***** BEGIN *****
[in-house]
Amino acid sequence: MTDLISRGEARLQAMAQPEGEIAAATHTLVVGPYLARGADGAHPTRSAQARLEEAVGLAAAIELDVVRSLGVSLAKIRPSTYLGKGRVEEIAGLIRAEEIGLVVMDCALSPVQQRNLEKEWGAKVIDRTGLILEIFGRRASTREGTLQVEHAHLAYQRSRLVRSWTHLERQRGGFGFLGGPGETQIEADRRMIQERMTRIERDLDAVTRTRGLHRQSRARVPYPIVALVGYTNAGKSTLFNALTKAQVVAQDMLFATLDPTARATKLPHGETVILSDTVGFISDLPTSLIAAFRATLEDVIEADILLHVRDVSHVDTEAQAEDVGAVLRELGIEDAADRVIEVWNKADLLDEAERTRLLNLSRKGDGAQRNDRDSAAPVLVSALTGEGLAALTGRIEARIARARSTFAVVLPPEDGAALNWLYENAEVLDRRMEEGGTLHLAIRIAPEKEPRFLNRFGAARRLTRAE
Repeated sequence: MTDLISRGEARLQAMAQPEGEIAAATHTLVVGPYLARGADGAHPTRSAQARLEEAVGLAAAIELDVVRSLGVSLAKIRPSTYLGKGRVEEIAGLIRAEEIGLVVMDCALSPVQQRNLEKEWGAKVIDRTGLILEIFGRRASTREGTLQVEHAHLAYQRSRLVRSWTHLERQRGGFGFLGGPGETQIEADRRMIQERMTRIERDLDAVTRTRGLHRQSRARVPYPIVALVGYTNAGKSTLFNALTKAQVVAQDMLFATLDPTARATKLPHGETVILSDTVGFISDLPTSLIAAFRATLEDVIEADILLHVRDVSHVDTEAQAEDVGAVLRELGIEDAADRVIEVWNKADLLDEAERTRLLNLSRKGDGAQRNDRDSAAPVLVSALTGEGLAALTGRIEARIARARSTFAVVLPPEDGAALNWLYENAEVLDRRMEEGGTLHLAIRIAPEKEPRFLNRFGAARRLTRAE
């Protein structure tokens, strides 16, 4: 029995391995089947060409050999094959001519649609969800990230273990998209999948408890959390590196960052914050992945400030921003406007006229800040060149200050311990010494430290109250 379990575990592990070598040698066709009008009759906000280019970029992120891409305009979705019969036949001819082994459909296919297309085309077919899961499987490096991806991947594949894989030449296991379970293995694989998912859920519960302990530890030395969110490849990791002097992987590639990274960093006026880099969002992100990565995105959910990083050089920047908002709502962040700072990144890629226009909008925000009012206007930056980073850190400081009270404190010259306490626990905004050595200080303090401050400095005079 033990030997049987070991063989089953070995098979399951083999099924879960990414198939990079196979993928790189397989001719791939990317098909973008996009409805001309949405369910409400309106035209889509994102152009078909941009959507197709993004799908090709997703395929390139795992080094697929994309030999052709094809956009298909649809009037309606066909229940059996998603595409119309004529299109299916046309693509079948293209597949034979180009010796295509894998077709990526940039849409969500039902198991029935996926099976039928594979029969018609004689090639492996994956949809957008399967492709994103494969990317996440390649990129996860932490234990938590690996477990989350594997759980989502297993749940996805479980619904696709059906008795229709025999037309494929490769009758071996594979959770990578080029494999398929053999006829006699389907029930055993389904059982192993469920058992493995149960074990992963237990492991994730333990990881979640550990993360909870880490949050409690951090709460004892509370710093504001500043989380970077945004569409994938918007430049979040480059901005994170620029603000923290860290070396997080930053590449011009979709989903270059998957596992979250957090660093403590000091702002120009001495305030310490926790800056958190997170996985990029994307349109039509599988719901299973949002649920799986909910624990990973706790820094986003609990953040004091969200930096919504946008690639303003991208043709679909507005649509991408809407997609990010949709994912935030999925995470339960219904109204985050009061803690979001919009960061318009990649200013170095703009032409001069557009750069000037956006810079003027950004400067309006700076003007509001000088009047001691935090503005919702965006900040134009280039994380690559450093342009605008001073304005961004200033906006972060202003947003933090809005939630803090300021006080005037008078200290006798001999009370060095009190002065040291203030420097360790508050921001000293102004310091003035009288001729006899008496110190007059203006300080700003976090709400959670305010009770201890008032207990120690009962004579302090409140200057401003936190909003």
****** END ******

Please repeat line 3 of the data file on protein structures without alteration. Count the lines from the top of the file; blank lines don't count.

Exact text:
Repeated sequence: MTDLISRGEARLQAMAQPEGEIAAATHTLVVGPYLARGADGAHPTRSAQARLEEAVGLAAAIELDVVRSLGVSLAKIRPSTYLGKGRVEEIAGLIRAEEIGLVVMDCALSPVQQRNLEKEWGAKVIDRTGLILEIFGRRASTREGTLQVEHAHLAYQRSRLVRSWTHLERQRGGFGFLGGPGETQIEADRRMIQERMTRIERDLDAVTRTRGLHRQSRARVPYPIVALVGYTNAGKSTLFNALTKAQVVAQDMLFATLDPTARATKLPHGETVILSDTVGFISDLPTSLIAAFRATLEDVIEADILLHVRDVSHVDTEAQAEDVGAVLRELGIEDAADRVIEVWNKADLLDEAERTRLLNLSRKGDGAQRNDRDSAAPVLVSALTGEGLAALTGRIEARIARARSTFAVVLPPEDGAALNWLYENAEVLDRRMEEGGTLHLAIRIAPEKEPRFLNRFGAARRLTRAE